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Initiatives: A Primer

What are initiatives and how do they make the ballot?
Initiatives are public issues to be voted upon by the general public or legislature.  These can be separated into two categories: Initiatives to the People and Initiatives to the Legislature.  As the titles suggest, citizens vote on the first kind, the legislature votes on the second.

Washington State is one of 36 states that allow the public to vote on initiatives (Ballotwatch, 2008).  According to the Washington Secretary of State, “many of our most significant laws, such as our public disclosure law, were enacted by this process” (State, 2008).

In order to get an initiative on the ballot, a registered voter submits a proposal of the initiative to the Secretary of State.  The process costs $5.  Initiatives to both the people and legislature are to be filed ten months before the coming state election.

Each type of initiative is accompanied by a petition that must include signatures “in excess of 8% of the total number of votes cast for the Governor at the last regular state gubernatorial election” (State, 2008).  In other words, in order to submit an initiative for this 2008 election, petitions had to be comprised of over 224,880 signatures (State, 2008).  Unless otherwise noted on the initiative, if passed, it goes into effect thirty days after the election.

Are Initiatives A Good Thing?
There are pros and cons to the initiative process. If used correctly, initiatives are a great example of direct democracy. Citizens are enabled to have a voice in the democratic process and bring issues to a vote that might not otherwise be addressed in a public forum. It also allows us to separate out the most important issues to us and vote as a community, rather than electing one candidate to make all decisions for us.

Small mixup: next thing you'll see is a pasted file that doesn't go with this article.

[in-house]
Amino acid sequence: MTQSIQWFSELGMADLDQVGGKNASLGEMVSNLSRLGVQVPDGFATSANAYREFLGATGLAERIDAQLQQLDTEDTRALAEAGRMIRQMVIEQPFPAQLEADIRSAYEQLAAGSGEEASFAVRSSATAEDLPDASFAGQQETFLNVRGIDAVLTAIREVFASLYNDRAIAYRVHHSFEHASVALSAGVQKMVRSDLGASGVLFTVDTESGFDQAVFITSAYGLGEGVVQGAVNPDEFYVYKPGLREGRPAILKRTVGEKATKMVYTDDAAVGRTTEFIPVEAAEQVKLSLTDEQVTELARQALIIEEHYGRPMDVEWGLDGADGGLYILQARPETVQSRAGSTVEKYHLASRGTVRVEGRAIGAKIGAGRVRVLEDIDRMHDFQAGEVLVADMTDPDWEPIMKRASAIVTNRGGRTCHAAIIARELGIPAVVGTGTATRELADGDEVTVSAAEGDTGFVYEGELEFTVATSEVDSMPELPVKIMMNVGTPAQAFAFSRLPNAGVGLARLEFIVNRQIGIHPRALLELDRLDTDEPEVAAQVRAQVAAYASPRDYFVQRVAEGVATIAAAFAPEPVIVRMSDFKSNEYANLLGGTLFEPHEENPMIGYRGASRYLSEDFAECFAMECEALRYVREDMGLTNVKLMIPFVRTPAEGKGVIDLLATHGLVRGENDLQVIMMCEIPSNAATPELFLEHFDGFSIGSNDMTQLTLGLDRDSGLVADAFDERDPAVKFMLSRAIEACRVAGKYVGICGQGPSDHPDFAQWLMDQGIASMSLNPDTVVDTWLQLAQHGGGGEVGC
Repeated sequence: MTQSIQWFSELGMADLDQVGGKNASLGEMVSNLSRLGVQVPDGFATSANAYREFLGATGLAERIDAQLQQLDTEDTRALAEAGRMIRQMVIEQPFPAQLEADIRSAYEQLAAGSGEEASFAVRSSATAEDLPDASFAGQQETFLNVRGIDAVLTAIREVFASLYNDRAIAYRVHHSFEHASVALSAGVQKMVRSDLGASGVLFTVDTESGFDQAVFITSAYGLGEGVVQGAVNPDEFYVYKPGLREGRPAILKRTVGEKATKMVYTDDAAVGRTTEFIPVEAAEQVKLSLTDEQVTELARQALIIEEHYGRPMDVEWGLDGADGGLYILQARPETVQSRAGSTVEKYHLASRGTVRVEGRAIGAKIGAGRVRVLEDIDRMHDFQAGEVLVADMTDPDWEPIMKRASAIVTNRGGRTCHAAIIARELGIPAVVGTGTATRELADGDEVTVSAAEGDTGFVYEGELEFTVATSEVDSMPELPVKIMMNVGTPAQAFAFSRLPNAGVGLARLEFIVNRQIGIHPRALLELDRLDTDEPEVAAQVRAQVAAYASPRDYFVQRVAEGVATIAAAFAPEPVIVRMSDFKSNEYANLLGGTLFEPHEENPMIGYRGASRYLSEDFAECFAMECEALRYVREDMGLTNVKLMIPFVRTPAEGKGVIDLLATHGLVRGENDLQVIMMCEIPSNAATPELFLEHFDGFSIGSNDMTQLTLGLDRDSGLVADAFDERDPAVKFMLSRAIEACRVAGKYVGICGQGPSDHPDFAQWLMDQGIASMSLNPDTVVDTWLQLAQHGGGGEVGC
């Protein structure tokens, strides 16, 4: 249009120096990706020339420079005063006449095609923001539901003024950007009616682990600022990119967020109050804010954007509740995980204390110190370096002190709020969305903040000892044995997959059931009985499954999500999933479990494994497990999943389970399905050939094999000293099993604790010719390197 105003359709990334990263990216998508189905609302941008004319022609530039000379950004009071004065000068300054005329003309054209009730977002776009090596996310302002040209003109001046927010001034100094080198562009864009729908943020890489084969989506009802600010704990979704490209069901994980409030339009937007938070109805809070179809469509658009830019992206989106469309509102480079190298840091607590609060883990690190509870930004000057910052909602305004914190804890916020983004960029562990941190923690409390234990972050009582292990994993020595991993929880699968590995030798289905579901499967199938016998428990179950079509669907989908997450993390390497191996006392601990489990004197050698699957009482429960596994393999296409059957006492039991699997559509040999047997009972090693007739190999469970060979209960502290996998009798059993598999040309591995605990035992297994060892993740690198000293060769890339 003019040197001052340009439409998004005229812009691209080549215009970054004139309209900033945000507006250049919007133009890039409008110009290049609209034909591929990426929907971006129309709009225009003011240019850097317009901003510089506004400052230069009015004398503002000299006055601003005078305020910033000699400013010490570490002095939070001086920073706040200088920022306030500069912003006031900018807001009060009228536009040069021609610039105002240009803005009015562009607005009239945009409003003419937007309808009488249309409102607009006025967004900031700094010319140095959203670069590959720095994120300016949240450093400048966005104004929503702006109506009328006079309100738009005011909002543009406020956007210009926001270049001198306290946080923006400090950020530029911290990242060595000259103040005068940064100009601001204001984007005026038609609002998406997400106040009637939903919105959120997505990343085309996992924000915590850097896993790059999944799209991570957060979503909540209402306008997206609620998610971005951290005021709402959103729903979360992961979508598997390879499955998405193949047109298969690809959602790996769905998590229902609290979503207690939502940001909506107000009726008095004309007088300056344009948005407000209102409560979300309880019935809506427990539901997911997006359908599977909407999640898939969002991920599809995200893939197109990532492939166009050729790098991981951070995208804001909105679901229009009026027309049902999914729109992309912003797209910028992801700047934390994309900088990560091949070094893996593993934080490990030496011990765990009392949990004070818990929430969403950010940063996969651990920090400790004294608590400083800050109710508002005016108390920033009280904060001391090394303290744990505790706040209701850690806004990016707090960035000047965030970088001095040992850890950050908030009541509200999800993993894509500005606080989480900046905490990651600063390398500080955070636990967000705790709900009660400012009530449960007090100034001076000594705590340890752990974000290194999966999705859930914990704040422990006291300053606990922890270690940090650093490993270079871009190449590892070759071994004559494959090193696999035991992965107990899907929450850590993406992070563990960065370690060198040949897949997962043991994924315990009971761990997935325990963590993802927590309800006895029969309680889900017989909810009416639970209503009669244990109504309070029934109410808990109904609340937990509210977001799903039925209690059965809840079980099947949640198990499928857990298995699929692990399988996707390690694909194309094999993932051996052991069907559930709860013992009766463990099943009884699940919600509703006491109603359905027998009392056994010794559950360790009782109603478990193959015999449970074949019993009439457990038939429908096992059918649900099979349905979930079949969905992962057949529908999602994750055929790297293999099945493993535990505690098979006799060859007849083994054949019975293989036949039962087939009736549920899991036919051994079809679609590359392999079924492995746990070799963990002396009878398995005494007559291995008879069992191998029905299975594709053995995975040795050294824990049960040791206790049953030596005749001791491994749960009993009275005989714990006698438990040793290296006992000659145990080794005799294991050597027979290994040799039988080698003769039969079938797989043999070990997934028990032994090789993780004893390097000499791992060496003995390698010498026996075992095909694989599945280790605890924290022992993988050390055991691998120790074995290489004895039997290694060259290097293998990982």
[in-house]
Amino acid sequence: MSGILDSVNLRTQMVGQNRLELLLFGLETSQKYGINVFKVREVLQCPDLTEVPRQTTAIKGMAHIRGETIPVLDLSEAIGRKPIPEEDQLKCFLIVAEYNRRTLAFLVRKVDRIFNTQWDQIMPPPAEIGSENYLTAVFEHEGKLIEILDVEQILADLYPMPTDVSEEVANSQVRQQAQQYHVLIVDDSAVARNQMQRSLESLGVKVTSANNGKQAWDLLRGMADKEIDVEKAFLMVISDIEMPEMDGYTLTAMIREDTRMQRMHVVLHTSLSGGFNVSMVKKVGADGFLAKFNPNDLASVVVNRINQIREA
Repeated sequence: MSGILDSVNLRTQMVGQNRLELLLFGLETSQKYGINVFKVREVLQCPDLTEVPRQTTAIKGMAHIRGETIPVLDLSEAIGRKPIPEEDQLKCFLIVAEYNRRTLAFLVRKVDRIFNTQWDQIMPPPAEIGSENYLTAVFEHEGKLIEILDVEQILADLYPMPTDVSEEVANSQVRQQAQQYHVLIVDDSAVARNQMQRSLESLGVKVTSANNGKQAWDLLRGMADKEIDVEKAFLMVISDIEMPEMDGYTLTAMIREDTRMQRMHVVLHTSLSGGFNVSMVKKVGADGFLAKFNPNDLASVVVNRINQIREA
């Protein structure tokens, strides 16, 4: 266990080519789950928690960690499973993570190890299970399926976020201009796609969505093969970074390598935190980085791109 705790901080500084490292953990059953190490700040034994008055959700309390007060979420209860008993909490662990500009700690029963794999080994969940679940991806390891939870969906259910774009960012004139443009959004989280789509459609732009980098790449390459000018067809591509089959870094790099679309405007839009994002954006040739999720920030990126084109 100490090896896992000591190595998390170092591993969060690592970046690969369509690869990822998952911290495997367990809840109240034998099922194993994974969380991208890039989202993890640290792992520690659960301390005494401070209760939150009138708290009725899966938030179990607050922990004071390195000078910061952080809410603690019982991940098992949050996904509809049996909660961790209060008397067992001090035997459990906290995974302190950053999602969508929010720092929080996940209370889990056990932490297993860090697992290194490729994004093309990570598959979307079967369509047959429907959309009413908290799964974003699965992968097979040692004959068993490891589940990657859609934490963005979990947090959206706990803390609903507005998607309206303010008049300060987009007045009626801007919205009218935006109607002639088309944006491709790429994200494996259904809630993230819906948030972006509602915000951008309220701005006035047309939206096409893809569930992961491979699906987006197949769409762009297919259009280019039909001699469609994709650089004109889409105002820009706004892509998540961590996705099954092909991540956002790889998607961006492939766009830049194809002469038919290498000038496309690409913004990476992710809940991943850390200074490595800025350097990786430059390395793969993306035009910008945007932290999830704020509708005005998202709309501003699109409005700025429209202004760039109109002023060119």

On the negative side, the issues can be complicated and require considerable research in order to make an educated opinion. We elect officials with faith that they will do the research, know all the facts, and make an educated decision based on the knowledge they have collected. Unless we are confident that the individual voters have done that research on each initiative, they might not all be the most appropriate person to decide big issues.

In addition, the initiative process gives the appearance of being all grassroots issues, put on the ballot by individual citizens to better society.  In reality, lately they seem to represent larger organizations with heavy funding and vested interests.  In other words, at least we are all aware of the excess lobbying that goes on in Congress.  The initiative process appears to be less heavily influenced, but in reality it could turn into something much less genuine than was intended.

Although voter pamphlets are distributed to registered voters by mail, the Secretary of State provides online access to a list of initiatives to the people as well as a list of initiatives to the legislature.

For detailed instructions on how to submit an initiative to be voted upon, see this PDF.

Ballotwatch. (2008). Retrieved October 31, 2008, from Initiative & Referendum Institute at the University of Southern California: http://www.iandrinstitute.org/ballotwatch.htm

State, F. I. (2008). Filing Initiatives and Referenda in Washington State. Retrieved October 31, 2008, from Secretary of State – Sam Reed: http://www.secstate.wa.gov/elections/pdf/Filing_Initiative_and_Referenda_Manual_2005-2008.pdf

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